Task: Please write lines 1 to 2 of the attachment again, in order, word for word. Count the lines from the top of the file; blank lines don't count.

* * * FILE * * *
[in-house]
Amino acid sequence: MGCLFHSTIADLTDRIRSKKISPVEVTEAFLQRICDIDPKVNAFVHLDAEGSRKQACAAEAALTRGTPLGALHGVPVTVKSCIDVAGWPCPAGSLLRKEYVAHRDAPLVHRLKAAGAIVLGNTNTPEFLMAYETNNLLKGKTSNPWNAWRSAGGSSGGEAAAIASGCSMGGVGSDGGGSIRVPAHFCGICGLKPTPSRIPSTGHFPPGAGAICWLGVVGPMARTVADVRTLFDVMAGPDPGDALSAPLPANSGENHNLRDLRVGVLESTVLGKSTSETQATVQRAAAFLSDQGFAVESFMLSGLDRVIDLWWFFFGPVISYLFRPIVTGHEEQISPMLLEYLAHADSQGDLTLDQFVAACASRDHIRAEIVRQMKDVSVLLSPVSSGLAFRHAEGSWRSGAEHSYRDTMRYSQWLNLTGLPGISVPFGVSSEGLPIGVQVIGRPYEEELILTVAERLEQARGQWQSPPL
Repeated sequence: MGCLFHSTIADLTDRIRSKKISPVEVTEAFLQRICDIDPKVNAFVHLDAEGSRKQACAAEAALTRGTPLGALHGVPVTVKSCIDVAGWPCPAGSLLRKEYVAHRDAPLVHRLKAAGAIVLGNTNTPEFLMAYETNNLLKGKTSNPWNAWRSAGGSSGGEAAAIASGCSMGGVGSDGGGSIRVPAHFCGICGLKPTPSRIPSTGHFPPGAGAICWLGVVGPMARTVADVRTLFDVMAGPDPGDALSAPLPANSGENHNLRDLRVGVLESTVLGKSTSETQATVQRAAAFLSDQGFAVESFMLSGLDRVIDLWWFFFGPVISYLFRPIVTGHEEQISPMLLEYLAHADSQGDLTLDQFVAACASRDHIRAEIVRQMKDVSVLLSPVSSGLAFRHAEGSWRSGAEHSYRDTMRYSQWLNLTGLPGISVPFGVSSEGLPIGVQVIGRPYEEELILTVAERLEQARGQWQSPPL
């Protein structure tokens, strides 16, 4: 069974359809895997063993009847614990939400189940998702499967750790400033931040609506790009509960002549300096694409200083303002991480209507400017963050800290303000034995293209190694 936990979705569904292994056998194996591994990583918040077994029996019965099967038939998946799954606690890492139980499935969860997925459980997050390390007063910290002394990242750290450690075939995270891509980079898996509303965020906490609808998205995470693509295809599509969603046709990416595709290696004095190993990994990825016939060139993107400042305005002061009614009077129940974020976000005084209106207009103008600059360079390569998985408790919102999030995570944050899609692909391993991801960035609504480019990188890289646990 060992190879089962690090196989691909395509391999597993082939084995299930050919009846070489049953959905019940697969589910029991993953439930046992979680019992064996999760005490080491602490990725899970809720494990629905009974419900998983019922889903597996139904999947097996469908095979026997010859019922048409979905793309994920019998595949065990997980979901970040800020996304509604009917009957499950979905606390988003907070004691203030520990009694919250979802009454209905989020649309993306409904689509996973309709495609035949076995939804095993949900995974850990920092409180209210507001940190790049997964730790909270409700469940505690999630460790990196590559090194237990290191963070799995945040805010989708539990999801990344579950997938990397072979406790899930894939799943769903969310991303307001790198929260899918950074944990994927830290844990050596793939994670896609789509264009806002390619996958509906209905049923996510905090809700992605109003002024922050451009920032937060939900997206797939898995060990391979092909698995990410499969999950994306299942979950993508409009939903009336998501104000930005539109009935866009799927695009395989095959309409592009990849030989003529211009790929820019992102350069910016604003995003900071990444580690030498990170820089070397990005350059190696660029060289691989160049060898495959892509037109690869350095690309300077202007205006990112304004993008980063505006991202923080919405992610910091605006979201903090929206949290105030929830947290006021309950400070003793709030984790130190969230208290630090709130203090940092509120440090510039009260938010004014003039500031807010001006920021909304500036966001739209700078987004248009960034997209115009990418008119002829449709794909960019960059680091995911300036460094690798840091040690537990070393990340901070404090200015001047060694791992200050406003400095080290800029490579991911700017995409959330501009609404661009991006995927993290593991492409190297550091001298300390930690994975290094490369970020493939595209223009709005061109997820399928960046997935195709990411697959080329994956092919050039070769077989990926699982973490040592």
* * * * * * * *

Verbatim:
[in-house]
Amino acid sequence: MGCLFHSTIADLTDRIRSKKISPVEVTEAFLQRICDIDPKVNAFVHLDAEGSRKQACAAEAALTRGTPLGALHGVPVTVKSCIDVAGWPCPAGSLLRKEYVAHRDAPLVHRLKAAGAIVLGNTNTPEFLMAYETNNLLKGKTSNPWNAWRSAGGSSGGEAAAIASGCSMGGVGSDGGGSIRVPAHFCGICGLKPTPSRIPSTGHFPPGAGAICWLGVVGPMARTVADVRTLFDVMAGPDPGDALSAPLPANSGENHNLRDLRVGVLESTVLGKSTSETQATVQRAAAFLSDQGFAVESFMLSGLDRVIDLWWFFFGPVISYLFRPIVTGHEEQISPMLLEYLAHADSQGDLTLDQFVAACASRDHIRAEIVRQMKDVSVLLSPVSSGLAFRHAEGSWRSGAEHSYRDTMRYSQWLNLTGLPGISVPFGVSSEGLPIGVQVIGRPYEEELILTVAERLEQARGQWQSPPL